Review, The Philokalia, volume V

After many a long year, an English translation of the fifth book of the Philokalia is available. This is not the eternally promised translation by Kallistos Ware, but one under the direction of the St George Monastery, Jerusalem. For some reason I do not understand, it was published by “Virgin Mary of Australia and Oceania.” Still, they are welcome to the party. If you wish to purchase the volume, or to learn about the monastery, visit this site: That takes you to the shop, but from there you can explore the other pages.

The cover of the volume is an excellent icon of the Virgin Mary of Stillness. The icon was written, and the graphics of the entire book, were produced by Anna Skoubourdis. The book runs to 318 pages, with a fair glossary, and a good bibliography. It has some very helpful footnotes, but it lacks an index, and worst of all, the left and right margins of these moderately large pages are too thin. The contents page is badly set out. There are other issues with the typesetting and layout, but they are minor.

There is a short prologue by the Metropolitan Athansios of Limassol, a translators’ introduction, by Jonathan Gardner and Timothy Fisher, and these gentlemen have done an excellent job. The three main texts are (1) “An Exact Rule and Method for Hesychasts” by Kallistos and Ignatios Xanthopoulos; (2) “Chapters” by Kallistos Angelikoudes; (3) “On Union with God and the Contemplative Life” by Kallistos Kataphygiotes.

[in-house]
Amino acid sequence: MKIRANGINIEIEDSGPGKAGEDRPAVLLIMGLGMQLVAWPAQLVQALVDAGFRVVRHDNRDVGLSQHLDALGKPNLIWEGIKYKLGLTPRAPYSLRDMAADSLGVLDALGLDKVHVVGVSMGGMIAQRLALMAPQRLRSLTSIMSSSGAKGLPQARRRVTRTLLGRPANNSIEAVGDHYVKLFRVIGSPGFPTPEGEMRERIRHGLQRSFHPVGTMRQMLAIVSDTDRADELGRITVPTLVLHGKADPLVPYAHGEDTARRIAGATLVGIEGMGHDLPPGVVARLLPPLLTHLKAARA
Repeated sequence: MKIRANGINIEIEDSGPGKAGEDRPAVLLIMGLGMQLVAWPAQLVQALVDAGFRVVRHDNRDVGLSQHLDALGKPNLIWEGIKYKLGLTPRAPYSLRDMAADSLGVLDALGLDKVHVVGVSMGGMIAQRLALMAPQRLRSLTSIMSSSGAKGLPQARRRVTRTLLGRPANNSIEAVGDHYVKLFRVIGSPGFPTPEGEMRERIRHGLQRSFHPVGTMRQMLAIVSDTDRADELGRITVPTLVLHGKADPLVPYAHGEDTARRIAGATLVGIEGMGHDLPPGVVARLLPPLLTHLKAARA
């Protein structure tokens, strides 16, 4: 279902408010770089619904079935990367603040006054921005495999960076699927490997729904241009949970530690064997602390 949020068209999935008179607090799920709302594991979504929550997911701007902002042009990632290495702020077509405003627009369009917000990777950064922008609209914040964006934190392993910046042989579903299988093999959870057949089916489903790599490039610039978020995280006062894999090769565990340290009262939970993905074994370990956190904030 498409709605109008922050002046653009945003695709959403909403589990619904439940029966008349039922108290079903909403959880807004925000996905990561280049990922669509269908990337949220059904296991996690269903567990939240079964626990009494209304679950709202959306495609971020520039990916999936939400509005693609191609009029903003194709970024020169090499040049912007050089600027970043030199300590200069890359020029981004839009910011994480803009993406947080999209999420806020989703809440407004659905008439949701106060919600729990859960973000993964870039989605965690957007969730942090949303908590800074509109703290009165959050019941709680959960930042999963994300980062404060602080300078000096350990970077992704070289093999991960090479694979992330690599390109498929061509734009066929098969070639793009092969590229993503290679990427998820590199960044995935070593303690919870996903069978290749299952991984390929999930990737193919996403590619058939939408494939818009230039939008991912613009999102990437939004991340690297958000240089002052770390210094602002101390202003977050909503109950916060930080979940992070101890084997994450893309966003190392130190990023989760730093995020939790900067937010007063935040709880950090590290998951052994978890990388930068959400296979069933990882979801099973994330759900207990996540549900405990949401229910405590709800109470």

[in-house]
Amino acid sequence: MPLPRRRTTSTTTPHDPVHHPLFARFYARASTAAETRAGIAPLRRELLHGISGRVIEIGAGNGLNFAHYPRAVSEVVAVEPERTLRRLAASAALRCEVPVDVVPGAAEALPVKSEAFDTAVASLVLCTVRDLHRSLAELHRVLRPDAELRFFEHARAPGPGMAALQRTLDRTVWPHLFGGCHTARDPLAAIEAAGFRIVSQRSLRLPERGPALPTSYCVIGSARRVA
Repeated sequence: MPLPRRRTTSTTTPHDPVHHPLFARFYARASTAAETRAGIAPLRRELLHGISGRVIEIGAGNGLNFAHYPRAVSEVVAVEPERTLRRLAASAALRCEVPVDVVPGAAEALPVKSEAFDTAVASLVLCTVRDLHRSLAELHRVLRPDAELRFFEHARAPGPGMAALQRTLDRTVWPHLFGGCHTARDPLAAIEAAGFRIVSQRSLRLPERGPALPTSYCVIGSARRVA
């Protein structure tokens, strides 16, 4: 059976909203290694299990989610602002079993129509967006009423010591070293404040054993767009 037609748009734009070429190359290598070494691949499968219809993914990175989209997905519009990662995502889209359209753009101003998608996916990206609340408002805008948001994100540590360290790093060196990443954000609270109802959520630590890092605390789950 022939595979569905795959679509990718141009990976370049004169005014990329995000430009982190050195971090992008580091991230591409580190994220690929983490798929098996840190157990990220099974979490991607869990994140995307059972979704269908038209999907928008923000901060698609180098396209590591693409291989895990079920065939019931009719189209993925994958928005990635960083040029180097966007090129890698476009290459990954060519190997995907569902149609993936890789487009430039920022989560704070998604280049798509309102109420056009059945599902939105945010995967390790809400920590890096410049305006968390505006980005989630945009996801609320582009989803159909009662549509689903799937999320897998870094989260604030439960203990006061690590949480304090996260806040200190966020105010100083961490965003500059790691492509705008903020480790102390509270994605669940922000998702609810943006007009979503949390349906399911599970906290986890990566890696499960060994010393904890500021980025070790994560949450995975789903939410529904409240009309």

There is nothing new which is, I think, of practical importance. There are some brilliant passages which express the Platonizing Mystical Theology of the Hesychasts in clear, even startlingly clear terms. The texts also provide evidence for the continuing vitality of the Prayer of the Heart including the Jesus Prayer, and of the writings of Nikephoros. It is these latter which I have contended were so influential for Gurdjieff: Gurdjieff: Mysticism, Contemplation, and Exercises (OUP, 2020). One practice from earlier volumes which makes a welcome re-appearance here is that of stopping thought (87 and 201), although it is said in such a way that its significance could be missed.

Other than that, the main points I took from this were that, even in later periods (14th century and later), there was an interest in what it means to be made in the image of God, in typology (there is much discussion of archetypes, and other aspects of typology), and form and formlessness. But above all, there is extensive discussion of the Neoplatonic notion, well known from Plotinus, that our problem is that the lower senses and person are distracted and fragmented, and that unity of the entire person must be realised to be able to experience unity with God. Typical of the Orthodox Christian heritage, the writers do take care to say that this process of theosis is not a literal and absolute case of the human becoming divine, but only relatively so and on our scale.